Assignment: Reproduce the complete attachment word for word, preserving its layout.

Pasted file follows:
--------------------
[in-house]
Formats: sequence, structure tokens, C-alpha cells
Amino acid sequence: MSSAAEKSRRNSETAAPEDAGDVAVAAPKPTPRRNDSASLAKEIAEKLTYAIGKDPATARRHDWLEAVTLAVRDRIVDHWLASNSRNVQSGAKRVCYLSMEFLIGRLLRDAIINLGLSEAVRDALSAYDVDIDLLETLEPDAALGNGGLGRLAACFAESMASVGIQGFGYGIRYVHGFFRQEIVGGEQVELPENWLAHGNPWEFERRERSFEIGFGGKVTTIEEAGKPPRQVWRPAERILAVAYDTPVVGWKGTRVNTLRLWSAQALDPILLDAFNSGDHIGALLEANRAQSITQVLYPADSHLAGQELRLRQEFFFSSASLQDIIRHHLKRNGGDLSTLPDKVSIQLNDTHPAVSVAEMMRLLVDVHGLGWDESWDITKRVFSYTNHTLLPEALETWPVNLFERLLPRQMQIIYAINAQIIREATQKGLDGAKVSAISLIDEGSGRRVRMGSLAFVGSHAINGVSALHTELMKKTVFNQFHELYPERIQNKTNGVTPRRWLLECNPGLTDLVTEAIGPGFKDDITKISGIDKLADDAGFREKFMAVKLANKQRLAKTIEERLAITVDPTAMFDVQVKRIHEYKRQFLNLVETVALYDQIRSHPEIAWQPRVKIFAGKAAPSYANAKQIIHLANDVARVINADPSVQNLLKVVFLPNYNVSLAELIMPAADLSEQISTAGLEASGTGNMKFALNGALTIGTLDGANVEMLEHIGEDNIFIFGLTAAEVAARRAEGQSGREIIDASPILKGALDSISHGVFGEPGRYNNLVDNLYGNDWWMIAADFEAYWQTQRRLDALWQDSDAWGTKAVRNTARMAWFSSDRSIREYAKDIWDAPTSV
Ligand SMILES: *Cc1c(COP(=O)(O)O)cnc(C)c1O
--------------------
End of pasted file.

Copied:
[in-house]
Formats: sequence, structure tokens, C-alpha cells
Amino acid sequence: MSSAAEKSRRNSETAAPEDAGDVAVAAPKPTPRRNDSASLAKEIAEKLTYAIGKDPATARRHDWLEAVTLAVRDRIVDHWLASNSRNVQSGAKRVCYLSMEFLIGRLLRDAIINLGLSEAVRDALSAYDVDIDLLETLEPDAALGNGGLGRLAACFAESMASVGIQGFGYGIRYVHGFFRQEIVGGEQVELPENWLAHGNPWEFERRERSFEIGFGGKVTTIEEAGKPPRQVWRPAERILAVAYDTPVVGWKGTRVNTLRLWSAQALDPILLDAFNSGDHIGALLEANRAQSITQVLYPADSHLAGQELRLRQEFFFSSASLQDIIRHHLKRNGGDLSTLPDKVSIQLNDTHPAVSVAEMMRLLVDVHGLGWDESWDITKRVFSYTNHTLLPEALETWPVNLFERLLPRQMQIIYAINAQIIREATQKGLDGAKVSAISLIDEGSGRRVRMGSLAFVGSHAINGVSALHTELMKKTVFNQFHELYPERIQNKTNGVTPRRWLLECNPGLTDLVTEAIGPGFKDDITKISGIDKLADDAGFREKFMAVKLANKQRLAKTIEERLAITVDPTAMFDVQVKRIHEYKRQFLNLVETVALYDQIRSHPEIAWQPRVKIFAGKAAPSYANAKQIIHLANDVARVINADPSVQNLLKVVFLPNYNVSLAELIMPAADLSEQISTAGLEASGTGNMKFALNGALTIGTLDGANVEMLEHIGEDNIFIFGLTAAEVAARRAEGQSGREIIDASPILKGALDSISHGVFGEPGRYNNLVDNLYGNDWWMIAADFEAYWQTQRRLDALWQDSDAWGTKAVRNTARMAWFSSDRSIREYAKDIWDAPTSV
Ligand SMILES: *Cc1c(COP(=O)(O)O)cnc(C)c1O